Cut your treads in the following manner: The first should be at least 15 inches long. The second should be 14, the third 13, and so forth to the top of the ladder. When the treads are installed, use screws driven through the outside of the rail and into the end of the tread. This is double protection to be certain that the steps do not pull loose and cause an accident.

Adding a top cap

When both sections are completed, cut a top cap like the one shown in Fig. 3. The cap should be long enough and wide enough to cover the entire ladder top. Attach the cap by drilling pilot holes and installing long wood screws to keep the cap in place, also shown in the figure. If you wish, you can cut two cap pieces and install them separately so that you can fold the ladder easier.

Adding cross supports

Finally, as shown in Fig. 4., attach the cross-arm support pieces. Notice that the ladder is sitting on uneven terrain and the position causes the ladder to shift dangerously. The cross-arm support appears to be installed unevenly and the two cap pieces are uneven.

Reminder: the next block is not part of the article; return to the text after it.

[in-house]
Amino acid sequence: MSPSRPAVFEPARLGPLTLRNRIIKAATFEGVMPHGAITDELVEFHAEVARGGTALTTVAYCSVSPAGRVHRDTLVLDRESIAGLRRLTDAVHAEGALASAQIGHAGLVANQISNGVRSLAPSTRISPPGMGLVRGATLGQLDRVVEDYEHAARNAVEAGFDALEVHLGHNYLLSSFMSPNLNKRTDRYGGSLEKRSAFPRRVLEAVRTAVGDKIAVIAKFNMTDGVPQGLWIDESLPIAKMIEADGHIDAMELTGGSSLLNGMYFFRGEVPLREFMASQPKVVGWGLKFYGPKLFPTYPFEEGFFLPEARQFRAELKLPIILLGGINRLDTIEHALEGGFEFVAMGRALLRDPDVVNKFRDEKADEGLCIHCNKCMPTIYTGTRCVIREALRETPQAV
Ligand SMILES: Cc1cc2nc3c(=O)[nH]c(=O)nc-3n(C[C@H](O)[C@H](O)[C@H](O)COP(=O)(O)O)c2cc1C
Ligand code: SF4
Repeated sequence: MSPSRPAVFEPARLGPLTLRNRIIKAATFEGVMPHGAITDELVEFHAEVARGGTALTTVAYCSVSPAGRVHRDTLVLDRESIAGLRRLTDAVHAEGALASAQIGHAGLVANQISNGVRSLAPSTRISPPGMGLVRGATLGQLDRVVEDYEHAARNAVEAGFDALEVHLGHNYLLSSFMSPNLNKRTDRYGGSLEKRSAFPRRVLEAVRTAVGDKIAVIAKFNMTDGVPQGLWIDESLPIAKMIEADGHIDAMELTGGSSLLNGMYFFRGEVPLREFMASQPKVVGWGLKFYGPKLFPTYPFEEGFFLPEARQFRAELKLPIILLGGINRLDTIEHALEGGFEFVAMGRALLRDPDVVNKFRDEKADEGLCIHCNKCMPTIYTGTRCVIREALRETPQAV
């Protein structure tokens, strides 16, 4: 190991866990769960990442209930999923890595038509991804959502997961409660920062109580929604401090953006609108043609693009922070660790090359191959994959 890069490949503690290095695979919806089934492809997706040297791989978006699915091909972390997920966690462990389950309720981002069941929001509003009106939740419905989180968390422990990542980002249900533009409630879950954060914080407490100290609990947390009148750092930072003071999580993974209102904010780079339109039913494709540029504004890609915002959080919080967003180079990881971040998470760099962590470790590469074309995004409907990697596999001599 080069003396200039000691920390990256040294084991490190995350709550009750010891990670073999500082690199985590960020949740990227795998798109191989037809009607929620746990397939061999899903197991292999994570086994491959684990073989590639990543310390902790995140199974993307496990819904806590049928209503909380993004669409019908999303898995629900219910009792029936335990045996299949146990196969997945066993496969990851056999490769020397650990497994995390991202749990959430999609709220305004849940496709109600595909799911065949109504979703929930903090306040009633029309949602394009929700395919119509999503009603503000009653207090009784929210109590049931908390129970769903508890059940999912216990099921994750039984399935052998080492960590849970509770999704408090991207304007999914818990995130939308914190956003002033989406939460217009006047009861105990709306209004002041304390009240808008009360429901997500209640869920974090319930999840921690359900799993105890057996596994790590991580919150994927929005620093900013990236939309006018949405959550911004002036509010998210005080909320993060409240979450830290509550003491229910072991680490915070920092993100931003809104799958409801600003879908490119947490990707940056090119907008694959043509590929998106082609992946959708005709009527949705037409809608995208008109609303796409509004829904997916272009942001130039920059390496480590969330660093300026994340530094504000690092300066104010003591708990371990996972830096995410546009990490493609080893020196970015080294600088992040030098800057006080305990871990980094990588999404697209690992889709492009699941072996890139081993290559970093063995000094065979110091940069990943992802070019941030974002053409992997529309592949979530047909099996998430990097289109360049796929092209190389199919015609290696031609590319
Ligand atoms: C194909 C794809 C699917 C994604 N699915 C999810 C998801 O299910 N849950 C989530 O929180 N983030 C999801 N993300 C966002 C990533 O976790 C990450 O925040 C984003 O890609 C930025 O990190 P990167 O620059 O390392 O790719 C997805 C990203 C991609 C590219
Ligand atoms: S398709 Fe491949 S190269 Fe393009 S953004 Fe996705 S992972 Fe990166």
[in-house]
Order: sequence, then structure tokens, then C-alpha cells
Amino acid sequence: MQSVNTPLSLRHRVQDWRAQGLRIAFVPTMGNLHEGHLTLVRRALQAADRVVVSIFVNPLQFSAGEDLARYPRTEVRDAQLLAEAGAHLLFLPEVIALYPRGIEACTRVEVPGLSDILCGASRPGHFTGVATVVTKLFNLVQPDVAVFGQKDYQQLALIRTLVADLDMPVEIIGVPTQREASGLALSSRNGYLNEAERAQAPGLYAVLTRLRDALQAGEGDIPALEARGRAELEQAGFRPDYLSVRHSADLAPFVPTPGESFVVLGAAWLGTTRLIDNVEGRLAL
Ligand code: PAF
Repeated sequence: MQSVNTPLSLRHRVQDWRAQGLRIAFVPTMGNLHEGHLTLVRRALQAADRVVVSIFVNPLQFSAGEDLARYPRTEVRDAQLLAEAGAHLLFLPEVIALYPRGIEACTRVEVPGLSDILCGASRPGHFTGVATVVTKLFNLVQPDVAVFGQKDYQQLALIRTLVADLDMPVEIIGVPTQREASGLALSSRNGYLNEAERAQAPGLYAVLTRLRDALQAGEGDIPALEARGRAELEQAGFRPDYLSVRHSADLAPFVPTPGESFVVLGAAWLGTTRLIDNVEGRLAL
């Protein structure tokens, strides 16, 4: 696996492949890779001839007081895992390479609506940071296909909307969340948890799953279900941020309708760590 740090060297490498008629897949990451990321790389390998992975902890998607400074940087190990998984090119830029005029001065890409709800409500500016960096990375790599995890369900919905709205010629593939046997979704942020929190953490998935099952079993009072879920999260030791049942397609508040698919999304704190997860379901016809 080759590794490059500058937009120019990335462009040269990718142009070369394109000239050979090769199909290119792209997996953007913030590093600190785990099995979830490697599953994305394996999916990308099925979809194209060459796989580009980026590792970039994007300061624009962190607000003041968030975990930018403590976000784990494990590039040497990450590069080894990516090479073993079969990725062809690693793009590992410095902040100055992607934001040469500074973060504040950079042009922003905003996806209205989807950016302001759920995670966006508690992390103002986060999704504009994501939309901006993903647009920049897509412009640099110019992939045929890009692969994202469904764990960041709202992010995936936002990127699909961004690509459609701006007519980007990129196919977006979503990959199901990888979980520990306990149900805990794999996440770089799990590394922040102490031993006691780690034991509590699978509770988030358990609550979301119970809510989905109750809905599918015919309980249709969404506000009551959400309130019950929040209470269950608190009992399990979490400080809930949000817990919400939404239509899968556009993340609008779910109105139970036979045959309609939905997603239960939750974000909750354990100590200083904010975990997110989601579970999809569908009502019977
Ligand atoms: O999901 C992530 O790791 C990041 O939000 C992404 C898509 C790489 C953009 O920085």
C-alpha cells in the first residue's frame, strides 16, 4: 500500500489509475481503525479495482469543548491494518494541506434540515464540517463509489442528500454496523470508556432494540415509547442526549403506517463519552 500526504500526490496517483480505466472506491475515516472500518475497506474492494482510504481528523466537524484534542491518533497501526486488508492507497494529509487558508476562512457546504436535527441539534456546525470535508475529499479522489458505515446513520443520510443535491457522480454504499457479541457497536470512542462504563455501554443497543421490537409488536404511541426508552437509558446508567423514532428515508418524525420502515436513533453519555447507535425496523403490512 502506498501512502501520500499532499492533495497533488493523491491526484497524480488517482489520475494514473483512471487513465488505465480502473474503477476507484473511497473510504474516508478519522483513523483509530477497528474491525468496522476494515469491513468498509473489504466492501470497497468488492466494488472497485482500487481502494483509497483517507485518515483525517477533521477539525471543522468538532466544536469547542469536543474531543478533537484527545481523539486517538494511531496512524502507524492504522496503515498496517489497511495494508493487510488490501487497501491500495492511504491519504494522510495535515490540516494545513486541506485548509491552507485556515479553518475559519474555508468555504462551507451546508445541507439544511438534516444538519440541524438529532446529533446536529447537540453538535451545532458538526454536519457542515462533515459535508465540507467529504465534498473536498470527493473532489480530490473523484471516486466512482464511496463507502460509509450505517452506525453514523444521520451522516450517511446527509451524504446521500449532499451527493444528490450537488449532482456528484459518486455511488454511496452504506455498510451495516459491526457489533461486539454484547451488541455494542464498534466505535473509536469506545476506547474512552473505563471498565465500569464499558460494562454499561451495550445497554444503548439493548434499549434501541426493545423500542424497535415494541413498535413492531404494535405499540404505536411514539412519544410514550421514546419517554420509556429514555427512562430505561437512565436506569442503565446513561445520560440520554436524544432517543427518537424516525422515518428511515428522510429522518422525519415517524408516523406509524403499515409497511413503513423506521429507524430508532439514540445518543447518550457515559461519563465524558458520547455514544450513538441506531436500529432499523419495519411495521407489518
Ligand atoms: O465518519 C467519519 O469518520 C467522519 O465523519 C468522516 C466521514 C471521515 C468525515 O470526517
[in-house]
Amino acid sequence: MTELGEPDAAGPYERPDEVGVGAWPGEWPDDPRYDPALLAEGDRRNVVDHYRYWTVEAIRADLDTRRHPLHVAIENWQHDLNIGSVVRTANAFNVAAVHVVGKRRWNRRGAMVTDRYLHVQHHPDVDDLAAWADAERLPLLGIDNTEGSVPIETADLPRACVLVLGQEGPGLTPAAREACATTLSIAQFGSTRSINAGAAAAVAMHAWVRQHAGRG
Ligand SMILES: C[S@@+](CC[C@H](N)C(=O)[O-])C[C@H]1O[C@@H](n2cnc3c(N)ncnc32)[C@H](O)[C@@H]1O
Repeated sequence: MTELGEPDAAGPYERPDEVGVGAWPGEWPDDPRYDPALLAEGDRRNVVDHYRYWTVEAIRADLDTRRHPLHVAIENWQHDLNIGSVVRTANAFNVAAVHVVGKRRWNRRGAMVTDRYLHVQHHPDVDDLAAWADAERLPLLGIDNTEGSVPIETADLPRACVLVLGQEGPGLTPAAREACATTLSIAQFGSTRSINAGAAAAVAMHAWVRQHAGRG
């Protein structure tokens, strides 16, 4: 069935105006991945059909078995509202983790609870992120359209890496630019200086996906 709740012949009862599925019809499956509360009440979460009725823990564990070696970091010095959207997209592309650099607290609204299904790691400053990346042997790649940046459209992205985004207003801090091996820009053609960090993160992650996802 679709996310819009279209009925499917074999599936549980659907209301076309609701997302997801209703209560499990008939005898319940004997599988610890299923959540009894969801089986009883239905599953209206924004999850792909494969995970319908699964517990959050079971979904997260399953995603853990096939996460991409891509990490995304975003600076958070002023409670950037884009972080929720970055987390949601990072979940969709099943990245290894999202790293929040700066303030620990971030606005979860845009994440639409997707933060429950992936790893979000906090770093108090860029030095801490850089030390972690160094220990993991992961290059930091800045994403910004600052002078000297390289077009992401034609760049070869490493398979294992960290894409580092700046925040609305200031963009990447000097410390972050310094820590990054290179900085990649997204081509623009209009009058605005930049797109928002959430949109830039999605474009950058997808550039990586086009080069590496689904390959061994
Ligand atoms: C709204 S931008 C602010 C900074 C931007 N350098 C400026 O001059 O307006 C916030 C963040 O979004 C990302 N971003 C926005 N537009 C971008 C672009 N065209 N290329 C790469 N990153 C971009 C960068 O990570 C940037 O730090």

In Fig. 5 the cross-arm supports are level, and when the leveling strips are used, as seen in Fig. 6, the cross-arm supports are level and the top caps are again even, even on the uneven terrain.

When the ladder is extended to its full 12-foot height, the cross-arm supports and top caps are still level when an adult is on the ladder, and the ladder is fully stable.

But what about the first step, now that the ladder has been extended? Few people can step four feet high and carry a paint bucket and brush at the same time. We used a very simple way to solve the difficulty. We drilled a one-inch hole at the one-foot level and another at the two-foot level. Then we used old pipe and drilled a small hole in each end. We inserted the pipes through the holes and then used a cotter pin, as shown in Fig. 7, to keep the temporary step from slipping loose.